Three Ruapehu tribes have shared plans on Friday for a major ecological and cultural restoration and tourism project with the Minister for Treaty of Waitangi Negotiations, Crown officials and local dignitaries.
Uenuku, Tamakana and Tamahaki are developing ideas for Te Manganui-o-te-Ao Sanctuary, an “inland island” ecological and cultural centre.
Uenuku Charitable Trust, which is mandated to negotiate settlement of Treaty claims for the three tribes, is working on a proposal for a sanctuary to be developed on ancestral lands.
Uenuku chair Aiden Gilbert says the development of Te Manganui-o-te-Ao Sanctuary would be independent of Treaty settlement.
On Friday at the Erua Conservation Area the three tribes launched Te Mano o te Whenua Tupua environmental trust, the second of three new entities that will lay the groundwork for post-settlement development.
Te Ara Tupua social and cultural trust was launched in November, and a third entity will focus on economic and commercial development.
“These trusts will develop and implement strategies to realise the immediate and long-term visions of our whānau, who have told us they want to stand strong on their ancestral whenua,” says Aiden.
“Te Mano o te Whenua Tupua, our new environmental arm, is an enabler for our customary role as kaitiaki.
“Most of our tribal estate was taken by the Crown and is now in National Parks and under DOC management, but we have always been, and will continue to be, the guardians of our ancestral heartland.”
A number of potential sites have been identified. Assisting with development plans is Manaaki Whenua Landcare Research scientist Dr John Innes, advisor to a number of major sanctuary projects in New Zealand.
At Friday’s presentation, John discussed the possible establishment of a 200ha pest-free biodiversity sanctuary at Erua Conservation Area.
The area is completely forested and would provide a unique plateau forest habitat. A core-halo concept would be created, with a fenced pest-free core area, surrounded by a halo or buffer zone that is intensively pest managed.
“This area has very high current wildlife values and is directly connected to other large native forest areas,” says John.
“The sanctuary would be a regional source of rare forest birds that will disperse naturally to surrounding forests. Wildlife like tieke (saddlebacks) that are currently absent from the site would need to be translocated in.
“The area could also provide sanctuary for birds like kakariki (parakeets), karearea (falcon), popokatea (whiteheads) and titipounamu (rifleman), which are already present and would thrive in a protected environment.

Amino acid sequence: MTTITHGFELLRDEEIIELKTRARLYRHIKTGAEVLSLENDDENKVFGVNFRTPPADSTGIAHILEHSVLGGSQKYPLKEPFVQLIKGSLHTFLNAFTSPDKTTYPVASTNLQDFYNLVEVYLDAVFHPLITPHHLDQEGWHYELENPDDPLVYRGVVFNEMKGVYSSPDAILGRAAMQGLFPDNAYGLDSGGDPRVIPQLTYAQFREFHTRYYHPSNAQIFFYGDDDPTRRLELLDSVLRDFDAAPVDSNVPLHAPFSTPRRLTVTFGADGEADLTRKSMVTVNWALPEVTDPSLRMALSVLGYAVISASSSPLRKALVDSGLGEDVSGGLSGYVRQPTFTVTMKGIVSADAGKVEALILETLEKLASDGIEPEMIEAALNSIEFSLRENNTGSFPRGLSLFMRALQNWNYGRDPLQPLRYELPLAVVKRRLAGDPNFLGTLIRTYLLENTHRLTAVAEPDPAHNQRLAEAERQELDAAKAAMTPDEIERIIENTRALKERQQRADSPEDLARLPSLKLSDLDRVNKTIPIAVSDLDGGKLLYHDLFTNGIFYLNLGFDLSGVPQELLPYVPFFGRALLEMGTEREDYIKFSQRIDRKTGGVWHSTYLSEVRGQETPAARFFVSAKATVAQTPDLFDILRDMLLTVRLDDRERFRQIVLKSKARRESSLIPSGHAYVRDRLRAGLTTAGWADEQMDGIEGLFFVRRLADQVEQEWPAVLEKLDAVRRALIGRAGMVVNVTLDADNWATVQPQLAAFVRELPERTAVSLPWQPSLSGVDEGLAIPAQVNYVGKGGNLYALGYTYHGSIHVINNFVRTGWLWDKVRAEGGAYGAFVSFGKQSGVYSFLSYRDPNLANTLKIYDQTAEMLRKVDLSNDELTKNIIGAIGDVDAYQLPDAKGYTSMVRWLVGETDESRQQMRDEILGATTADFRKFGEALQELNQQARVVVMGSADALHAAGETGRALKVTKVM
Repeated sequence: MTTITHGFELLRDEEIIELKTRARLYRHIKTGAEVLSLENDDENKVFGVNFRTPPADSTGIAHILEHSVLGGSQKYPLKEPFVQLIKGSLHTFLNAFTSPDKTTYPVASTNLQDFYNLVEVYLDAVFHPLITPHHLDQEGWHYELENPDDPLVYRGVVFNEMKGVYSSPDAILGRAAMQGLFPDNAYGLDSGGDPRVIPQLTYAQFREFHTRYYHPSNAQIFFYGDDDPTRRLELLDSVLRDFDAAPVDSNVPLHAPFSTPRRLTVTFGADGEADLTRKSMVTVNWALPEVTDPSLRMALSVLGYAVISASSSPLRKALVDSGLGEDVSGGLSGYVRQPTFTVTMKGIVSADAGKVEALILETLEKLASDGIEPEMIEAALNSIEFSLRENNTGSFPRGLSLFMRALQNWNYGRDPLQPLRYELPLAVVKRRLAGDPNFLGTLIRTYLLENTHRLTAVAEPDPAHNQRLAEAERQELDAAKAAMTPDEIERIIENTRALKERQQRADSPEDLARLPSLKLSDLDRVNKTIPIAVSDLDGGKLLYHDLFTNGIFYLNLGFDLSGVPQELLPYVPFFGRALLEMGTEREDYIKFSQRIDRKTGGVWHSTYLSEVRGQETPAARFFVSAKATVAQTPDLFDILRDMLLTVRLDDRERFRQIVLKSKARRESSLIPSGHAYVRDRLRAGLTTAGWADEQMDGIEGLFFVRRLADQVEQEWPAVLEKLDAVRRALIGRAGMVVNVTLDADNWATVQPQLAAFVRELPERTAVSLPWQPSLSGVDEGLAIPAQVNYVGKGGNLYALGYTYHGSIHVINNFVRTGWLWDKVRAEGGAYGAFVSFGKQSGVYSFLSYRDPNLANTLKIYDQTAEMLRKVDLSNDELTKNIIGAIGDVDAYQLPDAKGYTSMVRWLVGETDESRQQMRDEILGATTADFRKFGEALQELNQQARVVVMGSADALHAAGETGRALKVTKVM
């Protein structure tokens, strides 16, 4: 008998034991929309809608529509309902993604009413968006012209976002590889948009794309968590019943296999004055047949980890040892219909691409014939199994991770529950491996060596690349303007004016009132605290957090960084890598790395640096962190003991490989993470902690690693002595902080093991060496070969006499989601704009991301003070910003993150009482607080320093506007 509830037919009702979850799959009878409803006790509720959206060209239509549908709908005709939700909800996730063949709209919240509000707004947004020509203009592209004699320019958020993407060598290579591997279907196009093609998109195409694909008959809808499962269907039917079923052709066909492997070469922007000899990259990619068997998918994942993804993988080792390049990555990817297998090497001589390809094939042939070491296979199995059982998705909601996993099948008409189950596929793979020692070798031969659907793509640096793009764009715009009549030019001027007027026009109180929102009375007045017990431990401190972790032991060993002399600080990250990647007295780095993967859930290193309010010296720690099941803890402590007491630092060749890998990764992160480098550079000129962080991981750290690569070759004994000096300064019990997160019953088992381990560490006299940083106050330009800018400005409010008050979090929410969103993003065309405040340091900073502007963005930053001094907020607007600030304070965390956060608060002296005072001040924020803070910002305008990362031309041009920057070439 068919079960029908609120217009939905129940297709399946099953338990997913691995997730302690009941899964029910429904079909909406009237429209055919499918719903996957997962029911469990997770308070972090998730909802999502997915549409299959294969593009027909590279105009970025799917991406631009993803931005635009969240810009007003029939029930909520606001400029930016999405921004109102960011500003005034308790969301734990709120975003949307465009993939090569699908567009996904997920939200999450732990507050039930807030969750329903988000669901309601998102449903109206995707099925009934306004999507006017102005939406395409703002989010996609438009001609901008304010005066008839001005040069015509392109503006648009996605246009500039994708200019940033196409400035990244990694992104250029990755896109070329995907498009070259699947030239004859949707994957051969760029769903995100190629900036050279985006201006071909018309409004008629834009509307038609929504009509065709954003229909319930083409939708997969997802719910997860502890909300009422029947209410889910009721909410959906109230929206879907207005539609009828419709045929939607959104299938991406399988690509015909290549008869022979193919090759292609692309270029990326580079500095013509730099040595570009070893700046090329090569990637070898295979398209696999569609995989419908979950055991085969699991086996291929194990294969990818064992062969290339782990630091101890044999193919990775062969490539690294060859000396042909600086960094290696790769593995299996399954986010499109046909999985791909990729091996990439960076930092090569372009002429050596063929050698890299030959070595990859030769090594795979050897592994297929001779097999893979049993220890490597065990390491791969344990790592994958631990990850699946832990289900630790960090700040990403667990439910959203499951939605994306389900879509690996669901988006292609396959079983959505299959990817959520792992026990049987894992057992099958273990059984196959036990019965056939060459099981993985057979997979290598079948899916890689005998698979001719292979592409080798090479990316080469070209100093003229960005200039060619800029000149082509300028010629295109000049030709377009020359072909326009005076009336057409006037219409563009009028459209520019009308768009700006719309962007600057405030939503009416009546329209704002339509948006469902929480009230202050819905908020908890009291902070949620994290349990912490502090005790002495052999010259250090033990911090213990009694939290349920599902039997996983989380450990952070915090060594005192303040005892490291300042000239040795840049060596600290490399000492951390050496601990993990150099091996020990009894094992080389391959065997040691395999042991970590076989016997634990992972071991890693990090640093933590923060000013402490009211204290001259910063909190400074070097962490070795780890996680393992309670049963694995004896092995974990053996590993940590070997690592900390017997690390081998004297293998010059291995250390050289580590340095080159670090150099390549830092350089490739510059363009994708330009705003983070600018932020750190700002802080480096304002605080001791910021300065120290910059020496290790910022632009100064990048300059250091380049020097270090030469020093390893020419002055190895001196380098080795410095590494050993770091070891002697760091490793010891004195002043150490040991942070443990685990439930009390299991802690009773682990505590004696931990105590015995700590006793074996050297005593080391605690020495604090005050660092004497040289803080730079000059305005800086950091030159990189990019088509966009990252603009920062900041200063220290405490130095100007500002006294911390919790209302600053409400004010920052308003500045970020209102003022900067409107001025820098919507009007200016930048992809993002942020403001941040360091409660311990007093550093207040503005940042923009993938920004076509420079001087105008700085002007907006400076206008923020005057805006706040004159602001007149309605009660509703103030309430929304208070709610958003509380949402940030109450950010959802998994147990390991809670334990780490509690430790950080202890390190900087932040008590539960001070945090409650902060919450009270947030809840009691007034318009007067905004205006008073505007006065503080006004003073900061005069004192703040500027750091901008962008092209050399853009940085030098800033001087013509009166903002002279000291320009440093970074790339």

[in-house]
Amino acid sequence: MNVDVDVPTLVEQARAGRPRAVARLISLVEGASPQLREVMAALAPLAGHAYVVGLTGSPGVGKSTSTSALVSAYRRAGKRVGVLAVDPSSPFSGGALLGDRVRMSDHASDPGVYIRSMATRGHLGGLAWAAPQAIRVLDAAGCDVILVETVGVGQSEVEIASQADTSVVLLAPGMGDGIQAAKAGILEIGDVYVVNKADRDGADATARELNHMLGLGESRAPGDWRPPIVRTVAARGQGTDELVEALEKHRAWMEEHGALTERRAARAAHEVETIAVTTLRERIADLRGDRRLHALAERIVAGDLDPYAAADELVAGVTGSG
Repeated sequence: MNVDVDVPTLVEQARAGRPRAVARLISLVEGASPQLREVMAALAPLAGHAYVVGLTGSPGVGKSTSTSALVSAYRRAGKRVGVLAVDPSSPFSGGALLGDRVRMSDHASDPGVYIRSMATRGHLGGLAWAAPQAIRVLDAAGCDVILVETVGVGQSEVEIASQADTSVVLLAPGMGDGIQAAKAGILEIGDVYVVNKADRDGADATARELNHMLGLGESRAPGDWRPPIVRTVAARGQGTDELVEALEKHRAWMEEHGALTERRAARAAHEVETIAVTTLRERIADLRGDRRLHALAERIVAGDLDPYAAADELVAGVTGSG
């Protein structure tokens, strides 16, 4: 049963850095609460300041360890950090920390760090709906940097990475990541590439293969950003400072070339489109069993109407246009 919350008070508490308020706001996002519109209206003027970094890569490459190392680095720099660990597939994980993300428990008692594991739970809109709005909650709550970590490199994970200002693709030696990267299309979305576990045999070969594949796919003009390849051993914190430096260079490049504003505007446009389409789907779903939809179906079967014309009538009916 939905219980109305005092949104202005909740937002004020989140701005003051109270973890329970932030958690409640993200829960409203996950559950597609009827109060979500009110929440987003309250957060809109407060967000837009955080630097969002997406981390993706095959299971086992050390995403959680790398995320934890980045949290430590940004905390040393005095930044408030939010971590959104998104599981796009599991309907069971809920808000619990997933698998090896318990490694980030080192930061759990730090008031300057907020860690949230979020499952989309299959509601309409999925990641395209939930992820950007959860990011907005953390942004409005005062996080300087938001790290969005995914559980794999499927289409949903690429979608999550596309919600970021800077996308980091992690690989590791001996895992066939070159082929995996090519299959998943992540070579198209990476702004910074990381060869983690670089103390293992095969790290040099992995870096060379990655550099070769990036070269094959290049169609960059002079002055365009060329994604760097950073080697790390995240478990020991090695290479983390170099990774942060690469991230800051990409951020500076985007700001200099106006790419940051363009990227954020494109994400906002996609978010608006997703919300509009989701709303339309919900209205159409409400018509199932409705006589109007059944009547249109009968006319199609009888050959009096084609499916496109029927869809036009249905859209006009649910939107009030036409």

“Pest control in the unfenced surrounding forest and rivers could be increased to protect birds that move to re-populate the wider forest areas, and to maintain existing protection for whio (blue duck) and kiwi.”
John says the sanctuary would also be a regional focus site for tourists seeking a wildlife and cultural experience.
The plans were shared during the tribes’ Rā Wawata (Aspirations Day). The team negotiating Treaty claims settlement for the three tribes talked to the Minister, the Hon. Andrew Little, and officials including MP Adrian Rurawhe and DOC Director-General Lou Sanson, presenting an historical and contemporary overview of the tribal estate, the impacts of Crown breaches, and potential solutions to the resulting social, cultural, economic, and environmental issues.
UCT trustee Moana Ellis said the Negotiations Team believes the Minister now has a better understanding of the scale of land loss, the severity of the breaches, and some of the inter-generational impacts.
“Our ancestral tribal estate was well over 615,000ha or 1.5m acres. We are left with a single-figure percentage of that land. In the massive Waimarino block alone, unusually aggressive Crown purchasing and the biggest Crown partition ever – 415,500 acres to the Crown – resulted in the displacement and separation of numerous hapū from their homes and economic and cultural base.
“Such huge Crown acquisitions and loss of land resulted in rapid change for our tribes over a very short time. The impacts on our identity, culture, society, economy and overall wellbeing have been severe.”